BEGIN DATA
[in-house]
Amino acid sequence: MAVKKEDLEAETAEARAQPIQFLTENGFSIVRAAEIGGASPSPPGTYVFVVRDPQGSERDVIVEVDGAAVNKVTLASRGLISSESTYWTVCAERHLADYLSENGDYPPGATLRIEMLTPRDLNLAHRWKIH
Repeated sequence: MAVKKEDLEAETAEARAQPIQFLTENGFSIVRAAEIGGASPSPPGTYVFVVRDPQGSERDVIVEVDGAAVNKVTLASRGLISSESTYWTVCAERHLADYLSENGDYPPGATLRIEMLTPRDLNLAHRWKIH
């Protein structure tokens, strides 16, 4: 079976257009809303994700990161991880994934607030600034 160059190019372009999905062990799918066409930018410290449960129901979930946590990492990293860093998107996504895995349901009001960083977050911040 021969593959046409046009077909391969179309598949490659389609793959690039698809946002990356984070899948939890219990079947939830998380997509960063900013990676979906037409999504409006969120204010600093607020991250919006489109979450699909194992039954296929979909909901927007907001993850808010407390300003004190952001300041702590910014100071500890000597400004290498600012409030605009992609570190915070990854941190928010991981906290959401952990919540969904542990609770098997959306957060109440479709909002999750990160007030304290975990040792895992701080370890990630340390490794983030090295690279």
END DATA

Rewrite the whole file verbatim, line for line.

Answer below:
[in-house]
Amino acid sequence: MAVKKEDLEAETAEARAQPIQFLTENGFSIVRAAEIGGASPSPPGTYVFVVRDPQGSERDVIVEVDGAAVNKVTLASRGLISSESTYWTVCAERHLADYLSENGDYPPGATLRIEMLTPRDLNLAHRWKIH
Repeated sequence: MAVKKEDLEAETAEARAQPIQFLTENGFSIVRAAEIGGASPSPPGTYVFVVRDPQGSERDVIVEVDGAAVNKVTLASRGLISSESTYWTVCAERHLADYLSENGDYPPGATLRIEMLTPRDLNLAHRWKIH
């Protein structure tokens, strides 16, 4: 079976257009809303994700990161991880994934607030600034 160059190019372009999905062990799918066409930018410290449960129901979930946590990492990293860093998107996504895995349901009001960083977050911040 021969593959046409046009077909391969179309598949490659389609793959690039698809946002990356984070899948939890219990079947939830998380997509960063900013990676979906037409999504409006969120204010600093607020991250919006489109979450699909194992039954296929979909909901927007907001993850808010407390300003004190952001300041702590910014100071500890000597400004290498600012409030605009992609570190915070990854941190928010991981906290959401952990919540969904542990609770098997959306957060109440479709909002999750990160007030304290975990040792895992701080370890990630340390490794983030090295690279």